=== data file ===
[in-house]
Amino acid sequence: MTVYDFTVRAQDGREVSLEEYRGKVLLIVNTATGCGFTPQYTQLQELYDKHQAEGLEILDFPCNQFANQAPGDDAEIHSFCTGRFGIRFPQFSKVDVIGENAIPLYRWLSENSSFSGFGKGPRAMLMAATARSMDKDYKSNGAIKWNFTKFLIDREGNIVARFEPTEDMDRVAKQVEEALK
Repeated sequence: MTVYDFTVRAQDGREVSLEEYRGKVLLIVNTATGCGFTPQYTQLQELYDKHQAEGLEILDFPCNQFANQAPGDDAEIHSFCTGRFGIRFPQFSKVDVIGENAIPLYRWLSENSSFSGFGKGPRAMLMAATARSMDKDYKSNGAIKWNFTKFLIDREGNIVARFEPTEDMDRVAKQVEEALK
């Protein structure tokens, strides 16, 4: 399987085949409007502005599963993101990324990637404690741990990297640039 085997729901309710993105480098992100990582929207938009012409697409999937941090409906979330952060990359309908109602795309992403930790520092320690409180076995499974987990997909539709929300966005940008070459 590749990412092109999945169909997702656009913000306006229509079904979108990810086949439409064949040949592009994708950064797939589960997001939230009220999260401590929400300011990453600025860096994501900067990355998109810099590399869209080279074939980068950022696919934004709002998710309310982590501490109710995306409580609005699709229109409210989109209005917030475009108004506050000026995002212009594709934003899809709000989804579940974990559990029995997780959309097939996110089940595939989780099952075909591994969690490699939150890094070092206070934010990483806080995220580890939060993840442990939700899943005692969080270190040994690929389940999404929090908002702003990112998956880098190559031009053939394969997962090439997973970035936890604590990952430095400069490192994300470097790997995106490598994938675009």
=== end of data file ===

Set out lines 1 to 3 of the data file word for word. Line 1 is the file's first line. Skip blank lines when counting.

[in-house]
Amino acid sequence: MTVYDFTVRAQDGREVSLEEYRGKVLLIVNTATGCGFTPQYTQLQELYDKHQAEGLEILDFPCNQFANQAPGDDAEIHSFCTGRFGIRFPQFSKVDVIGENAIPLYRWLSENSSFSGFGKGPRAMLMAATARSMDKDYKSNGAIKWNFTKFLIDREGNIVARFEPTEDMDRVAKQVEEALK
Repeated sequence: MTVYDFTVRAQDGREVSLEEYRGKVLLIVNTATGCGFTPQYTQLQELYDKHQAEGLEILDFPCNQFANQAPGDDAEIHSFCTGRFGIRFPQFSKVDVIGENAIPLYRWLSENSSFSGFGKGPRAMLMAATARSMDKDYKSNGAIKWNFTKFLIDREGNIVARFEPTEDMDRVAKQVEEALK